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Viewing Technical Debt from a Financial Perspective




What is Technical Debt?


Technical debt is the creation, either purposefully or not, of imperfect or unsound code which increases over time. Typically, technical debt is created one of three ways: shortcuts, accidents, or entropy.


Shortcuts are the most visible type of technical debt and the most predictable. Created out of the necessity to get a product to market quickly, shortcuts intentionally add debt to a codebase in exchange for expediency. This type of debt should be anticipated - it happens in almost all software projects - and therefore the time to fix these issues, before moving on to developing more features, should be included in project planning/planned for at the beginning of the project.


Accidents occur when the architecture of a codebase is unclear. Typically, engineers function under a “mental model” of architectural guidelines in code. When this model is incorrect, because of relationships breaking guidelines or additions from other teams, they can create cyclic dependencies that increase complexity and violate architectural principles; creating areas of the code that cannot be touched or changed without a “ripple effect” on other parts of the codebase.


Entropy in code happens when coding practices improve and older code written before these improvements contains artifacts of prior methods. While all code is intended to be future-proof, no code ever achieves that perfectly. Remediation for entropy-led technical debt

  • Codebases have good code quality:poor architecture quality

  • Introduced in codebases with a lot of changes

  • Impacts of changes on architecture is not immediately obvious: architectural degradation happens without being noticed until later

should be added to the development schedule to be addressed as necessary.


How does technical debt affect business financials?


Before we can determine the cost of technical debt, it’s important to look at the impacts. The more technical debt found in a system, the more difficult it is to code in that system. Technical debt can present itself in

  • Repeated code

  • Highly complex code

  • Cyclic file-to-file relationships

  • Non-modular architecture

  • Product bugs

Each of these outcomes of debt create a codebase that is more difficult to work in, which slows down engineers. Silverthread has calibrated statistical models to over 6,000 commercial codebases and has been able to determine that when working in source code with high code complexity, developers are three times more likely to introduce defects than when working in areas of low code complexity. When working in highly complex source code developers are 1/3 as productive as when working in well structured code. As we all know, time is money, and slowing down development leads to missed product launches, inability to keep up with competitors, and imperfect predictions of future capabilities. Technical debt also leads to a higher risk of downstream product bugs that make their way to the consumer. Releasing a product that gives the consumer a poor impression of your company is an expensive mistake.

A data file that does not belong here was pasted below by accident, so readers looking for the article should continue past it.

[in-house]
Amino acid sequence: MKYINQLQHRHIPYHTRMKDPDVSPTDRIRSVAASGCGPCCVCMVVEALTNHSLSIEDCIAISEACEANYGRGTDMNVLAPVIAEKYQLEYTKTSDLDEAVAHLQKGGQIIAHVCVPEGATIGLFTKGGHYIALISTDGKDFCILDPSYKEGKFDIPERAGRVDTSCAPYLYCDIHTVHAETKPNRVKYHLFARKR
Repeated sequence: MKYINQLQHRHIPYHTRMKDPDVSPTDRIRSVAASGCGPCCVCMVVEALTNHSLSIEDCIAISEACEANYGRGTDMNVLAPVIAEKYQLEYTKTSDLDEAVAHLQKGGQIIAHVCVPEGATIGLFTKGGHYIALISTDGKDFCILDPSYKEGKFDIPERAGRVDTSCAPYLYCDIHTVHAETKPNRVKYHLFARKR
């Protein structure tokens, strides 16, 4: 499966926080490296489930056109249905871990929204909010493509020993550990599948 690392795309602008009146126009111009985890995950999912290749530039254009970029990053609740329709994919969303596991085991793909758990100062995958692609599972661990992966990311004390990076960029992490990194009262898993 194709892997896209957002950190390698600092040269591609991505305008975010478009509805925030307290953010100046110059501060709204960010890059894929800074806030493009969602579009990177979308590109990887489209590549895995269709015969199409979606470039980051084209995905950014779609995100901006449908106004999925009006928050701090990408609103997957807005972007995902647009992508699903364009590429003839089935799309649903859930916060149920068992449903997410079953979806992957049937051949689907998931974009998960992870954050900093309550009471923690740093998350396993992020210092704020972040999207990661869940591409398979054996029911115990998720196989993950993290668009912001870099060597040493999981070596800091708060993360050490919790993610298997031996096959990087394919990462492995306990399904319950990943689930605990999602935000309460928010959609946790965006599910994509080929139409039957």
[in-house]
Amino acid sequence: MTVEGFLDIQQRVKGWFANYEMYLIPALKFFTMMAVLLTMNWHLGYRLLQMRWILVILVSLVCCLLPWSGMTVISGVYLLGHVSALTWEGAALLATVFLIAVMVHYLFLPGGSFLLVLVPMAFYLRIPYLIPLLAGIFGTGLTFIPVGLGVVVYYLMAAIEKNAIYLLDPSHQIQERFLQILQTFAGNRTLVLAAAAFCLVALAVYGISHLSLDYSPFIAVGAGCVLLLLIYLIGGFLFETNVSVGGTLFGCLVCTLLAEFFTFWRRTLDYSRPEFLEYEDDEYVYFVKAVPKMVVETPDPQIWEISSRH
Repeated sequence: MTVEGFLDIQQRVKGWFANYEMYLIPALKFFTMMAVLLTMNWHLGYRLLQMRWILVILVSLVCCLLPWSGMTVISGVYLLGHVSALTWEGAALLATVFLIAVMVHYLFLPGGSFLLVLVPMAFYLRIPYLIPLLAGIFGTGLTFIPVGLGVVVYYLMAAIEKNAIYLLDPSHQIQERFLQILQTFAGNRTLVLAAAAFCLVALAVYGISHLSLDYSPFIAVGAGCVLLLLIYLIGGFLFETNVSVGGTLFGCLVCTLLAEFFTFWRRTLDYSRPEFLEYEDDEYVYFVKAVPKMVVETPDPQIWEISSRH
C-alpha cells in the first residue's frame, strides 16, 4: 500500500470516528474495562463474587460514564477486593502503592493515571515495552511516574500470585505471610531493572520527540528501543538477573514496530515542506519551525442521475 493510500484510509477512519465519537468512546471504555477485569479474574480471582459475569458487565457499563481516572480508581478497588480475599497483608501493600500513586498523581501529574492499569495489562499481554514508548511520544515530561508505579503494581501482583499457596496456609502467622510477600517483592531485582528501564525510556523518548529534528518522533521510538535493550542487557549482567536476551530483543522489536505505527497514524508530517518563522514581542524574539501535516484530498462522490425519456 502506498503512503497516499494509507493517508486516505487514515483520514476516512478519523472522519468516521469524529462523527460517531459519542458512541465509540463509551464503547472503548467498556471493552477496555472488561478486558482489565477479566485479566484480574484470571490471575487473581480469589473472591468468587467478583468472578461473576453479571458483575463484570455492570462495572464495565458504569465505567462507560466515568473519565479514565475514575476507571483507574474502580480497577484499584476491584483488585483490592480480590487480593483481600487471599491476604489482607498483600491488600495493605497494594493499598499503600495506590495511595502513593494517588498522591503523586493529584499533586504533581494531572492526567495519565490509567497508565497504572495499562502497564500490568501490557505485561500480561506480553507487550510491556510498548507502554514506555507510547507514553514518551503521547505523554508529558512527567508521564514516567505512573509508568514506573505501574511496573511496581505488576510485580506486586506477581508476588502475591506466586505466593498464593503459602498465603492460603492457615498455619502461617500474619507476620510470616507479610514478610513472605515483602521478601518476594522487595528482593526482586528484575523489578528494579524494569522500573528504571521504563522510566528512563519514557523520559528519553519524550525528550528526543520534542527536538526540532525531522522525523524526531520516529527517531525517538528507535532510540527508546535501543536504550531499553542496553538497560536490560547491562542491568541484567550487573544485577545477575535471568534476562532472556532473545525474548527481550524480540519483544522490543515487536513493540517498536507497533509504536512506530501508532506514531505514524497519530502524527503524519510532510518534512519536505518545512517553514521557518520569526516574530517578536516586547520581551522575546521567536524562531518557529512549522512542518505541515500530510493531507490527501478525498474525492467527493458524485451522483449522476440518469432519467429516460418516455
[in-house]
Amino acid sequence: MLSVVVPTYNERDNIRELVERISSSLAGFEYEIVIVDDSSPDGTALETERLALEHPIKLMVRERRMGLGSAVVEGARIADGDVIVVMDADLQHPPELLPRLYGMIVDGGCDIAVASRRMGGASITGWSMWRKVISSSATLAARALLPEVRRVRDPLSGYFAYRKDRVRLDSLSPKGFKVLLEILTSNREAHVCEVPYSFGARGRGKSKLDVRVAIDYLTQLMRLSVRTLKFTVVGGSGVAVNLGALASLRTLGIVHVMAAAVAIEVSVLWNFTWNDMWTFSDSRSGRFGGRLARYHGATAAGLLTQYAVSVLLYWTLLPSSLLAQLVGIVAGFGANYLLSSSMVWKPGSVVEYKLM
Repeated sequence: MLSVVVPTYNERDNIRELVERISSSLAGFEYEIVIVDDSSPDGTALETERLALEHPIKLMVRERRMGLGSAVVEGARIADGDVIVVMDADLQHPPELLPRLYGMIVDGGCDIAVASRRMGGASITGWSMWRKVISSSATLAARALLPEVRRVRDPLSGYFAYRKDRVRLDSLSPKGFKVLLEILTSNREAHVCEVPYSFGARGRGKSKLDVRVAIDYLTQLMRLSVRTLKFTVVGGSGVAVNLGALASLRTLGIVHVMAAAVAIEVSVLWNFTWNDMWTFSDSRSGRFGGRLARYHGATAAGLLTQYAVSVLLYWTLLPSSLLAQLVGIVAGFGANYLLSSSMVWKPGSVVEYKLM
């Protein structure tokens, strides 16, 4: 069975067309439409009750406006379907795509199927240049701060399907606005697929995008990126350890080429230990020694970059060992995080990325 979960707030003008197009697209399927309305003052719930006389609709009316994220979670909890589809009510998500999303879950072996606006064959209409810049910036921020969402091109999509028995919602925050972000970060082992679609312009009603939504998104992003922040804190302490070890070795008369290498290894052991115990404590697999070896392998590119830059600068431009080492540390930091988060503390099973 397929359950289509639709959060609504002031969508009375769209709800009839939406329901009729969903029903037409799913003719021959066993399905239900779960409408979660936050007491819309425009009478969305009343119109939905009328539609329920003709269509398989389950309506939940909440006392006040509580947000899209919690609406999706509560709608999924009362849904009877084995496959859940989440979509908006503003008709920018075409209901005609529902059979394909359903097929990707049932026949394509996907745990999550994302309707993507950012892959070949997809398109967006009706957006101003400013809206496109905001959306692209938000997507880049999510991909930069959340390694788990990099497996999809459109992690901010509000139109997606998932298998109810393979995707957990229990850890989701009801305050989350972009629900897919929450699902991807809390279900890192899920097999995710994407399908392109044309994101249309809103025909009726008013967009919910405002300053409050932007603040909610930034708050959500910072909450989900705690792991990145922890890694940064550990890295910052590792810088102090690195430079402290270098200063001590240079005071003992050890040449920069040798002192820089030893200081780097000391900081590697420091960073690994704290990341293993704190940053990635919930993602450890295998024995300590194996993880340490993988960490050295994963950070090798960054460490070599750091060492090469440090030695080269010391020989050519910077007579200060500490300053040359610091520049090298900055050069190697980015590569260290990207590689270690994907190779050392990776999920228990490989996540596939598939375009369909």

The dollar value of these issues is typically hard to quantify, because while code slowdowns and downstream bugs may be visible, the exact cost of repairing them is difficult to predict. Discovering the value of a refactoring initiative can be broken down into 4 steps:




1. Understand the current state of the software

  • Know how much it costs to develop software currently, and how long it takes to write a 1,000 line of code feature. This number varies depending on the area of the codebase in which each feature is written, the quality of architecture in each area, and the amount of development and activity each area sees

2. Plan a refactoring scenario

  • Compare the state of the current codebase to how development time and cost would differ if the codebase was, for example, 20% more modular. By scenarios of codebase improvement, developers can determine the level of codebase improvement that would best fit the needs of your software.

3. Model the refactored codebase

  • Once the ideal level of architectural improvement is understood, model the development of new lines of code in the improved environment. This gives you an apples-to-apples comparison with the current state of the system.

4. Compare the existing codebase to the refactored model


  • From the model above determine the volume of change and the impact that change will have on development, risk and security. Using various business side inputs, including salaries, past costs of imperfect releases, and system security costs, translate these impacts into financial metrics. Time to refactor is measured in development team salaries as well as delay in current release schedules. Improvements are measured in recovered FTEs, money saved from preventing downstream bugs, and lessened risk of technical errors including security breaches.


Silverthread’s CodeMRI ROI Tool pulls these steps together in a streamlined format, quickly comparing multiple refactoring and improvement scenarios to identify the best option for your team. By translating the necessary software improvements into easily understandable economic gains, our ROI tool opens conversations between the technical and financial sides of the business, allowing for objective and informed decision making that is advantageous to the company as a whole.


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